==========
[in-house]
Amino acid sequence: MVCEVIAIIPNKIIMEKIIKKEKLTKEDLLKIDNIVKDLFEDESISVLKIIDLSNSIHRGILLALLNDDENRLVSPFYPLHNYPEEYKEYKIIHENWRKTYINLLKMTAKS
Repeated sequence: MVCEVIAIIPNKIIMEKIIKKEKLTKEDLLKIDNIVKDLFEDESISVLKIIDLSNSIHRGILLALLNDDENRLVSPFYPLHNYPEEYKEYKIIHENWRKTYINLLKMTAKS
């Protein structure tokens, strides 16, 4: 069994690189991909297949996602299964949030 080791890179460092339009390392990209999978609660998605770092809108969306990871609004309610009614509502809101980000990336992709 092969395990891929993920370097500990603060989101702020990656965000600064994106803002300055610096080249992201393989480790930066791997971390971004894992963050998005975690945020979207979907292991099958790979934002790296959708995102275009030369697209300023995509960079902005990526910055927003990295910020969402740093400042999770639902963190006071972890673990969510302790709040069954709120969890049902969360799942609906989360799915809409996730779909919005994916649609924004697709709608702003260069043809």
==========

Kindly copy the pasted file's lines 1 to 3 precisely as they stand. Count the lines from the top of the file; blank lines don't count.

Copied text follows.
[in-house]
Amino acid sequence: MVCEVIAIIPNKIIMEKIIKKEKLTKEDLLKIDNIVKDLFEDESISVLKIIDLSNSIHRGILLALLNDDENRLVSPFYPLHNYPEEYKEYKIIHENWRKTYINLLKMTAKS
Repeated sequence: MVCEVIAIIPNKIIMEKIIKKEKLTKEDLLKIDNIVKDLFEDESISVLKIIDLSNSIHRGILLALLNDDENRLVSPFYPLHNYPEEYKEYKIIHENWRKTYINLLKMTAKS